Daily Management Review

Yellen Claims US Banks May Restrict Lending, Negating The Need For Further Rate Increases


Yellen Claims US Banks May Restrict Lending, Negating The Need For Further Rate Increases
Referring to the recent bank failures, US Treasury Secretary Janet Yellen stated that banks are expected to become more cautious and may tighten lending even further, potentially avoiding the need for any Federal Reserve interest rate hikes.
According to a CNN transcript made available on Saturday, Yellen stated in an interview with "Fareed Zakaria GPS" that policy measures taken to counter the systemic threat brought on by Silicon Valley Bank and Signature Bank failing last month had led deposit outflows to moderate, "and things have been calm."
"Banks are likely to become somewhat more cautious in this environment," Yellen said in the interview, which is scheduled to air on Sunday. "We already saw some tightening of lending standards in the banking system prior to that episode, and there may be some more to come."
That would result in credit being restricted in the economy, which, in her words, "could be a substitute for further interest rate hikes that the Fed needs to make."
But Yellen claimed that nothing "dramatic enough or significant enough" had yet occurred in this regard to change her assessment on the economy.
"So, I think the outlook remains one for moderate growth and (a) continued strong labor market with inflation coming down," she said.
As a result of the turmoil in the financial industry over the past month, Yellen is far from the only finance official anticipating some reduction in bank credit. Some Fed officials believe the U.S. central bank should proceed with more caution because they anticipate banks to limit lending in the coming months.
Weekly bank balance sheet data released by the Fed also reveals that deposit outflows have stabilized in the previous two weeks after first surging around the time of the SVB and Signature collapses in mid-March, while bank lending has yet to materially worsen.
In light of worries about the security of deposits, Yellen was questioned if it would be prudent to create a central bank digital currency that would enable American citizens to hold accounts directly with the Fed.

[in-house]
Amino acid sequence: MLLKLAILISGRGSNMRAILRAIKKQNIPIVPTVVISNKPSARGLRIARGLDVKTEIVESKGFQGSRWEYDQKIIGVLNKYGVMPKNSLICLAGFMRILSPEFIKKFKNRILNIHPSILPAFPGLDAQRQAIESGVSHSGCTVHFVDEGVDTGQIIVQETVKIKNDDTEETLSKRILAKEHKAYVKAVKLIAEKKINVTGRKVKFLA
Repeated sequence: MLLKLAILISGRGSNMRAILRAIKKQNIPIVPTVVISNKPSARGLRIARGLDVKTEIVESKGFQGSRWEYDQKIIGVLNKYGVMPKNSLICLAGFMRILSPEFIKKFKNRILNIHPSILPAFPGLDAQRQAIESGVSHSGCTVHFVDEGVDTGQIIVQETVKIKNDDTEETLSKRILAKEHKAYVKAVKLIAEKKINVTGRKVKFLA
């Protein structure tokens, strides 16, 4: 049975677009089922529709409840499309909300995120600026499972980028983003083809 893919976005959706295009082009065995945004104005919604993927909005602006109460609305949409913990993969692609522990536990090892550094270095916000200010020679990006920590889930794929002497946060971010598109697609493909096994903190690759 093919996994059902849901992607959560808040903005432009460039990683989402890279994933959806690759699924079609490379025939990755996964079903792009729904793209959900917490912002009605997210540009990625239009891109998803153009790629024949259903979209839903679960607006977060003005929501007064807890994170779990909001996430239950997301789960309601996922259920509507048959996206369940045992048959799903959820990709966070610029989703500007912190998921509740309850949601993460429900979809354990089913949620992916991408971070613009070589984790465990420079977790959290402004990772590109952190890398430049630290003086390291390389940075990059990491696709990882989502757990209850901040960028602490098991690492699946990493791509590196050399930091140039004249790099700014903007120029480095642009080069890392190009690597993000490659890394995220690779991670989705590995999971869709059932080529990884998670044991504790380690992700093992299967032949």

"There are important pros ... and there are some cons with such a decision, so it's one that needs to be seriously analyzed, but it could be something that is in Americans' future," Yellen said.
Yellen also said on CNN that Western nations' $60 per barrel price restriction on Russian oil was causing Moscow's anticipated budget surpluses to turn into deficits and that U.S.-led sanctions and export controls on Russia were denying it supplies for its conflict in Ukraine.
Russia has been compelled to turn to Iran and North Korea for military supplies and equipment due to the sanctions and export controls, and Yellen noted that the US was taking steps to stop sanctions evasion.
"But we think his (President Vladimir Putin's) military is really short of the equipment they need to wage war," she added.
When asked if sanctions may weaken the dollar's status as the world's reserve currency, Yellen agreed there might be some dangers.
"So, there is a risk when we use financial sanctions that are linked to the role of the dollar, that over time it could undermine the hegemony of the dollar, as you said. But this is an extremely important tool we try to use judiciously," Yellen said, adding that sanctions are most effective when used with the support of allies.
Because the dollar is backed by the safest and most liquid assets in the world, US Treasuries, China, Russia, and Iran are motivated by the sanctions to find a substitute for it. However, this is "not easy" to do.
"Dollars are widely used. We have very deep capital markets and rule of law that are essential in a currency that is going to be used globally for transactions," Yellen said. "And we haven't seen any other country that has the basic infrastructure - institutional infrastructure - that would enable its currency to serve the world like this."